Bad weather can lead to violence. Take it from climatologist Mark Cane, who found in 2011 that El Niño was linked to outbreaks of civil violence around the world.

“In places where people are on the edge — on the margin — they can be pushed over the edge,” Cane tells Inverse.

Short of stopping bad weather, our best hope of preventing this pattern lies in predicting what’s coming and when. Cane, a Columbia University professor who along with Princeton’s George Philander won the 2017 Vetlesen Prize for achievement in Earth science in recognition of decades of work studying El Niño, says protecting against these kinds of risks is why weather modeling is so important.

“If there’s going to be a strong likelihood of a bad drought somewhere, you can help aid organizations get ready for it by stockpiling resources where they are likely to be needed,” says Cane. “It can be exhausting work — almost impossible to do that every year. If you cry wolf too often than people don’t pay attention, so it’s important to only cry wolf when there’s a strong likelihood there’s a wolf.”

Cane helped develop the first El Niño forecasts in the 1980s. If El Niño, a major climatic oscillation between warm and cold water in the equatorial Pacific, is on its way, farmers can use better information to, say, plant more drought-resistant crops when less rain is expected. Cane’s work led to the foundation of the International Research Institute for Climate and Society, which works to improve climate modeling and the communication of that knowledge to communities that might benefit from it.

Climate models are essentially computer programs that digitally simulate the world’s atmosphere and surface conditions. If you want to know the likelihood of an El Niño event in the near future, you would feed observed current conditions into the program, and then fast forward into the future while applying the laws of physics. You run the model, say, a thousand times, and count up the number of end results showing El Niño conditions. If you see El Niño pop up in 750 of the runs, then you’ve theoretically got a three-quarters chance of the pattern showing up in the real world.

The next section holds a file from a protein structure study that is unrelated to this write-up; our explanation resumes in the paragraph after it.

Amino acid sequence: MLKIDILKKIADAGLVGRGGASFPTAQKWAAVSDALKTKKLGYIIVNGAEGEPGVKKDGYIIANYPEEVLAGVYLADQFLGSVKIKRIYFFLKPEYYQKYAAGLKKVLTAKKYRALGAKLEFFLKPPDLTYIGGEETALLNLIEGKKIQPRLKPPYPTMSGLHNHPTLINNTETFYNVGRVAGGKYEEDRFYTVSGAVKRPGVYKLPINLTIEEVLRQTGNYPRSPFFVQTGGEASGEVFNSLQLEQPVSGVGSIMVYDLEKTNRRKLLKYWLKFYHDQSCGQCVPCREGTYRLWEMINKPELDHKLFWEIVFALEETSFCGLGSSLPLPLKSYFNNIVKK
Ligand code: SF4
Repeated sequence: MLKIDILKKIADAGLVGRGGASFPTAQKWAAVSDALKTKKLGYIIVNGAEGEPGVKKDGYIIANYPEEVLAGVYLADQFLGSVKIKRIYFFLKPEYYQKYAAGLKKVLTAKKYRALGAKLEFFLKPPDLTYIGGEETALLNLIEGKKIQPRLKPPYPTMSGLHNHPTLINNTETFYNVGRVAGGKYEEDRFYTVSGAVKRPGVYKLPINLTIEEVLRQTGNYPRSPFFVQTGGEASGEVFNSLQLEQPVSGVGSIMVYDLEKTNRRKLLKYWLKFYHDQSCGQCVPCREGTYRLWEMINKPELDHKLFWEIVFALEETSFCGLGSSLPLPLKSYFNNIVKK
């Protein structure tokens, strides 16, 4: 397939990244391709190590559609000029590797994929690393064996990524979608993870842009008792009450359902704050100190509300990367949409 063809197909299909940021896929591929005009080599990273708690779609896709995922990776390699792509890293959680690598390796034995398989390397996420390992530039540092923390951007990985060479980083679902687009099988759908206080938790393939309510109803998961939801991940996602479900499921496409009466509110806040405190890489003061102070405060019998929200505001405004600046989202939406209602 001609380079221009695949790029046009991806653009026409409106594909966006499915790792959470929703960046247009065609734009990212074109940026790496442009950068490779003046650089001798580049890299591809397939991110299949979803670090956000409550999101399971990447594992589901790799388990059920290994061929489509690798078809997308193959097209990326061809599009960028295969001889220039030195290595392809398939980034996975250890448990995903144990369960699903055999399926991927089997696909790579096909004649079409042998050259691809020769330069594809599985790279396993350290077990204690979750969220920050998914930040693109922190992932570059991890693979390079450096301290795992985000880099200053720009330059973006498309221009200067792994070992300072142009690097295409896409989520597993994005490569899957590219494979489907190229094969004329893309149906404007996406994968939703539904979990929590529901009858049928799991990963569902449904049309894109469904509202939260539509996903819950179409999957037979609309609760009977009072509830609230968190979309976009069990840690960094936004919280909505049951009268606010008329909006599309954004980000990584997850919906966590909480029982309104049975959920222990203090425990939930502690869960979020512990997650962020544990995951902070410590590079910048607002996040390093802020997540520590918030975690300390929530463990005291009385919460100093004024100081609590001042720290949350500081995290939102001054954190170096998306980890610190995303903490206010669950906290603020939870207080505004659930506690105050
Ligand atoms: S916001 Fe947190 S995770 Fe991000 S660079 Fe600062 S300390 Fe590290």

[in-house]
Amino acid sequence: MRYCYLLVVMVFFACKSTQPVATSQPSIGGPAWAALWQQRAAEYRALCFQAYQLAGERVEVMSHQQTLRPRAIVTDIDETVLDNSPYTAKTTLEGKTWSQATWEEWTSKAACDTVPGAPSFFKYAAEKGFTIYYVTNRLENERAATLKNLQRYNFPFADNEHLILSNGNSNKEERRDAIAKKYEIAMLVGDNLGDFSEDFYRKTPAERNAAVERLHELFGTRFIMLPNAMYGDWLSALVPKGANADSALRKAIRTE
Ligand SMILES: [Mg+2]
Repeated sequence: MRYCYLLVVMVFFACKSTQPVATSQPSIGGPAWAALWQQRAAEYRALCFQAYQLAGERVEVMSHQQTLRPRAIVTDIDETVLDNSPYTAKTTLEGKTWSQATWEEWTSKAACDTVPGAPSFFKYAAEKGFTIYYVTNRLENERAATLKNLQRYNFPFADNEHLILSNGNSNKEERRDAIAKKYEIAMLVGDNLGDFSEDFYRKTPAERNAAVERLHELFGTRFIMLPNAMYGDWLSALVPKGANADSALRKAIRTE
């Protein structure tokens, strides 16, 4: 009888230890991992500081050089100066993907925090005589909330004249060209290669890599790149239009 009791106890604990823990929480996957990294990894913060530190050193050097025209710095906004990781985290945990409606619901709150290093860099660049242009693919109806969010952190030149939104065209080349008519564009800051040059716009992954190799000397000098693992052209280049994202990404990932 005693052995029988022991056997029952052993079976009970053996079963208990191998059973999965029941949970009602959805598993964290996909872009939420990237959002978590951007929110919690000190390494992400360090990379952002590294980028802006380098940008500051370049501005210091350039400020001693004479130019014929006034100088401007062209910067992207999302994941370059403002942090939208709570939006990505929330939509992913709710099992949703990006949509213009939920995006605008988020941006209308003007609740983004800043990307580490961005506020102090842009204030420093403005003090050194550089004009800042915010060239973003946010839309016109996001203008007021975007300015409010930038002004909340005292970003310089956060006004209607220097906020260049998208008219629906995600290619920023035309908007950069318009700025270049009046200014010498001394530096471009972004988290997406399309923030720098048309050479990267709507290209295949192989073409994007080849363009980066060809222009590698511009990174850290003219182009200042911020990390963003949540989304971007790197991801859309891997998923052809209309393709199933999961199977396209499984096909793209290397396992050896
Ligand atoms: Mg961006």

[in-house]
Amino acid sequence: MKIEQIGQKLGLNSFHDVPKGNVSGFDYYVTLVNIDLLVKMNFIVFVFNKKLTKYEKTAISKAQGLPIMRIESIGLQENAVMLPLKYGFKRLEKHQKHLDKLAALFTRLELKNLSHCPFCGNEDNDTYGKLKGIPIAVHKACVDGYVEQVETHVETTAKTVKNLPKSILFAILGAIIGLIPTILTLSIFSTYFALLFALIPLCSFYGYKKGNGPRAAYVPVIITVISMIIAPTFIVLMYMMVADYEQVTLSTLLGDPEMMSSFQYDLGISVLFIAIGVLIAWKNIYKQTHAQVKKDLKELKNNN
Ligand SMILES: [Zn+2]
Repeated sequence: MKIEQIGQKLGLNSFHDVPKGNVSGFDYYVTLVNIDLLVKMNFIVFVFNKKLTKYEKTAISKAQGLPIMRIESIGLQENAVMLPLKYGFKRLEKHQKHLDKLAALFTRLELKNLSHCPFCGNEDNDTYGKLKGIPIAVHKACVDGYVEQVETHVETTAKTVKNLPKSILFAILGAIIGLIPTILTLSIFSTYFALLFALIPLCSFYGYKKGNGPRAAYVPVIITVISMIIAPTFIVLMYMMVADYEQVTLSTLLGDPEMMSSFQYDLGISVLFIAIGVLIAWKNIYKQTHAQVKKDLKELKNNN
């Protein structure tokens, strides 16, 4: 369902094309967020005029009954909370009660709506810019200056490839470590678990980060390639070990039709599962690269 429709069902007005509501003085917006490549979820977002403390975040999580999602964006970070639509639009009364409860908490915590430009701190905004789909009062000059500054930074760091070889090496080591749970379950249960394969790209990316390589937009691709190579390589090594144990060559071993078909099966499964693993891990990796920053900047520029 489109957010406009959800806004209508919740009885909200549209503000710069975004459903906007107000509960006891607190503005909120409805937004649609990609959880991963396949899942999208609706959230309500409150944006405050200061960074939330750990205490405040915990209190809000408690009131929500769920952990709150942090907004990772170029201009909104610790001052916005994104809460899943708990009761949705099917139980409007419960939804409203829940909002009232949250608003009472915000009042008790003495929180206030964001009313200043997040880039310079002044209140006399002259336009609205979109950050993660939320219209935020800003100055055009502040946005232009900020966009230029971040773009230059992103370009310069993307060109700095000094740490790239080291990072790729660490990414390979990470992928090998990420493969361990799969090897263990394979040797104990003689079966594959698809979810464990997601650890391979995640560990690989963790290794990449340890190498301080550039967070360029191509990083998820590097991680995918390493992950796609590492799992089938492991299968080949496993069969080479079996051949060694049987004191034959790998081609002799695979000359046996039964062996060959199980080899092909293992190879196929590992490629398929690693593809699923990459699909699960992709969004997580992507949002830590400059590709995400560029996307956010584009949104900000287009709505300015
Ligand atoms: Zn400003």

At this point, the El Niño models are pretty sophisticated and precise. “We can actually get a pretty good idea almost two years ahead,” says Cane.

Unfortunately, we’ve got new weather worries ahead. Climate change, like El Niño, makes for the sort of extreme weather events that can push communities and countries to violence. It’s no coincidence that we call someone who is quick to anger hot-blooded — there’s surprisingly robust evidence linking hotter weather to more violence. Some research suggests that Africa could see a 40 percent increase in violent conflict by 2050 if climate change continues unabated.

“If you add climate change to what El Niño does, the extreme events get worse,” says Cane. In a world of global warming, resources that go towards climate prediction and mitigation become even more important. And the research of Cane, Philander, and others has laid a solid foundation for continuing that work.

Climate models offer only forecasts, not exact scenarios. Like weather reports, they deal in percent chances of a given outcome occurring. But it’s easy to understand the difference between a 20 percent chance of rain and an 80 percent chance of rain and use that information to determine whether or not you will carry an umbrella.

And the good news is that climate models are getting better all the time. Even as the climate becomes more extreme and more chaotic, our scientific resources to understand potential outcomes are becoming much more powerful. A big part of that is due to increases in computational power, which allow for the models to take in and process data.

“What we’re learning about El Niño events or other kinds of climate variability is going to continue to be applicable with this added pressure, added stress, that climate change piles on,” says Cane.

Photos via NASA/Wikimedia